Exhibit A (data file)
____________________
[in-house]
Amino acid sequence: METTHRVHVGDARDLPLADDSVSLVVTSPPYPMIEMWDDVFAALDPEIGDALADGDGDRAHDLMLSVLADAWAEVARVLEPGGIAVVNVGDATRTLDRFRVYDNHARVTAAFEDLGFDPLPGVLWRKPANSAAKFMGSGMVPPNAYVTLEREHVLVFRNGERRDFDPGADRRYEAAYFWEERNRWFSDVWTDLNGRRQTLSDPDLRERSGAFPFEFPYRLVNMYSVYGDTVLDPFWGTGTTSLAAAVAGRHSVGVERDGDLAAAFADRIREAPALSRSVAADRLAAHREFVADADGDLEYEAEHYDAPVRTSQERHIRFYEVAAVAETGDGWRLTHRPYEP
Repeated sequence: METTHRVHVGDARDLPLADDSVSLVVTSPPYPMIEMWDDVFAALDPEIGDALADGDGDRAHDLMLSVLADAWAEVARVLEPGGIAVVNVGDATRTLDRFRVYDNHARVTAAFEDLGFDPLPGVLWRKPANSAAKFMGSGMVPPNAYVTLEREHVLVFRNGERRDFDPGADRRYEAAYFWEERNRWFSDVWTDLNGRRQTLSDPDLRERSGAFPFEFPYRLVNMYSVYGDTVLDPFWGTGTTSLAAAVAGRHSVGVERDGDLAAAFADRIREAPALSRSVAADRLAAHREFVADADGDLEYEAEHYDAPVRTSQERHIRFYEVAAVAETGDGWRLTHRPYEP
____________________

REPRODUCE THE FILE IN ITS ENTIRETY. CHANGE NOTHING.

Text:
[in-house]
Amino acid sequence: METTHRVHVGDARDLPLADDSVSLVVTSPPYPMIEMWDDVFAALDPEIGDALADGDGDRAHDLMLSVLADAWAEVARVLEPGGIAVVNVGDATRTLDRFRVYDNHARVTAAFEDLGFDPLPGVLWRKPANSAAKFMGSGMVPPNAYVTLEREHVLVFRNGERRDFDPGADRRYEAAYFWEERNRWFSDVWTDLNGRRQTLSDPDLRERSGAFPFEFPYRLVNMYSVYGDTVLDPFWGTGTTSLAAAVAGRHSVGVERDGDLAAAFADRIREAPALSRSVAADRLAAHREFVADADGDLEYEAEHYDAPVRTSQERHIRFYEVAAVAETGDGWRLTHRPYEP
Repeated sequence: METTHRVHVGDARDLPLADDSVSLVVTSPPYPMIEMWDDVFAALDPEIGDALADGDGDRAHDLMLSVLADAWAEVARVLEPGGIAVVNVGDATRTLDRFRVYDNHARVTAAFEDLGFDPLPGVLWRKPANSAAKFMGSGMVPPNAYVTLEREHVLVFRNGERRDFDPGADRRYEAAYFWEERNRWFSDVWTDLNGRRQTLSDPDLRERSGAFPFEFPYRLVNMYSVYGDTVLDPFWGTGTTSLAAAVAGRHSVGVERDGDLAAAFADRIREAPALSRSVAADRLAAHREFVADADGDLEYEAEHYDAPVRTSQERHIRFYEVAAVAETGDGWRLTHRPYEP